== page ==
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Moto 360 VS Apple Watch Comparison Overview

Moto 360 is one of the best Android Wear Watches around for now, and its glory is now overshadowed by recently Apple Watch. Persistent Android VS iOS wars can now take a new front and battle in SmartWatch segment. Let’s see where Moto 360 and Apple Watch stack up against each other.




Moto 360 was the first Android Wear Smartwatch to acknowledge the fact that what you slap on your wrist must look good. The circular display smartwatch looks and feels quite premium and offers some customization options as well.


Apple Watch on the other hand is Square-ish like first generation Android Smartwatches and the design doesn’t outvote Moto 360 in our books. However, Apple Watch offers more customization options and uses more premium quality build with extremely durable Saphire glass on top – all of which adds to neat and nice Smartwatch.

Digital Crown and Taptic Engine

Digital Crown and Taptic Engine are two unique and very useful features on Apple Watch and symbolize the kind of work everyone was expecting from Apple in order to kick start wearable market.

Since the display is small, it has to be operated in a different manner as compared to your phone. Apple has used a mechanical dial and empowered it to act as a home button, to scroll pages, to zoom in and do a lot more, without obstructing the screen.

Recommended: 7 Features of Apple Watch Which are Better Than Android Wear Watches 

The Taptic Engine on the other hand will provide haptic feedback of different magnitude for different type of notifications and interactions. This is supposed to engage more of your senses and it does makes sense as something we would like to see on our smartwatch.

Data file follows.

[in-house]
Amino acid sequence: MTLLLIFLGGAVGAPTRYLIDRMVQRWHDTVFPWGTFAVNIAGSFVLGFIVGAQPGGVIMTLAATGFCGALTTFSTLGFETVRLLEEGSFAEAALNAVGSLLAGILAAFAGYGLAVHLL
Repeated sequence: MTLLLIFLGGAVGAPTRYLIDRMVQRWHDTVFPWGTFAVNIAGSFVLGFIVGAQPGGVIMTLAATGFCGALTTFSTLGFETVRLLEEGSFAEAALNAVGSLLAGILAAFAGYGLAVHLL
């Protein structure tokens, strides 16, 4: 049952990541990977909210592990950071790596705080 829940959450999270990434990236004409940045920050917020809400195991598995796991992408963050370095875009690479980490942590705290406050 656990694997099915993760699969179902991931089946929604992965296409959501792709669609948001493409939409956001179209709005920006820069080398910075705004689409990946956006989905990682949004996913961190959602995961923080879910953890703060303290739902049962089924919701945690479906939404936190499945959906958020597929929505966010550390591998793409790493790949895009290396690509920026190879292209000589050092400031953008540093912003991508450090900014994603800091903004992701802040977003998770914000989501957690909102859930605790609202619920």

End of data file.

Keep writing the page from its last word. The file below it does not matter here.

Google Now Integration and Glances

Moto 360, like all other Android wear smartwatches, relies heavily on Google Now. This is a good thing as there are several avid Google Now users, who can further enhance their Google Now experience by buying a Smartwatch.


Apple watch on the other hand uses ‘Glances’ a smart notification center which gathers notification from all apps. You can swipe up to see latest news and sport scores, travel itineraries.


We don’t know much about Apple Watch hardware yet, but it does incorporate a Retina HD display (height: 1.5 Inch and 1.65 Inch) and a custom made S1 chipset for smartwatch. Moto 360 on the other hand is stuck on 4 year old TI OMAP 3 SoC which will be used to power its 1.56 Inch, 320 x 290, 205 ppi display. Yes, Moto G is using dated SoC which isn’t very power efficient, but that’s no reason to shun it just yet.


Moto 360 is powered by a 300 mAh battery (yup, not 320). While Motorola claims 1 day backup, several Moto G users are reporting a lot lesser than that. Apple didn’t talk much about the battery backup of Apple Watch at the launch event. Reports suggest that Apple isn’t very happy with the battery backup yet and plans to improve it before the device hits the shelves. Both watches support inductive charging.


Moto 360 has a heart rate monitor which you will rarely use. You can count your steps and set targets. Apple Watch promises to take fitness aspact to a whole new level with two apps – Activity and Workout.


Besides heart rate sensor and Accelerometer, Apple Watch uses the GPS and Wi‑Fi in your iPhone to help measure the distance you travel during activities that can’t be measured in steps, such as cycling.


Availability does matter. While Moto 360 is available today, the Apple Watch is nowhere in sight for several months. Even a couple of months is a long time in tech world and perhaps till the time Apple Watch hits India, we will have a refreshed Moto 360 or several other Android wear watches which combine the best of both worlds.


At the end of the day, Moto 360 is available, has nice design, is compatible with all Android 4.3+ phones irrespective of OEM and is cheaper. AppleWatch on the other hand incorporates some inspiring innovation like the digital crown, but we don’t have any means to know how well the software has been executed, not till sometime later in 2015 and cost your $100 more. Perhaps the next generation of Android Wear watches will be a more fair competition. None of them sound compelling enough to make users switch platform.


Deepak Singh

The Author spent a significant chunk of his formative years resisting technology. He now keeps an eye on where the world is heading to, and drives a passive pleasure from this indulgence. His passion to write, learn and improve drives him each day. When his day ends, he enjoys the pleasant languor and detoxifies with family. You can connect with him on and Twitter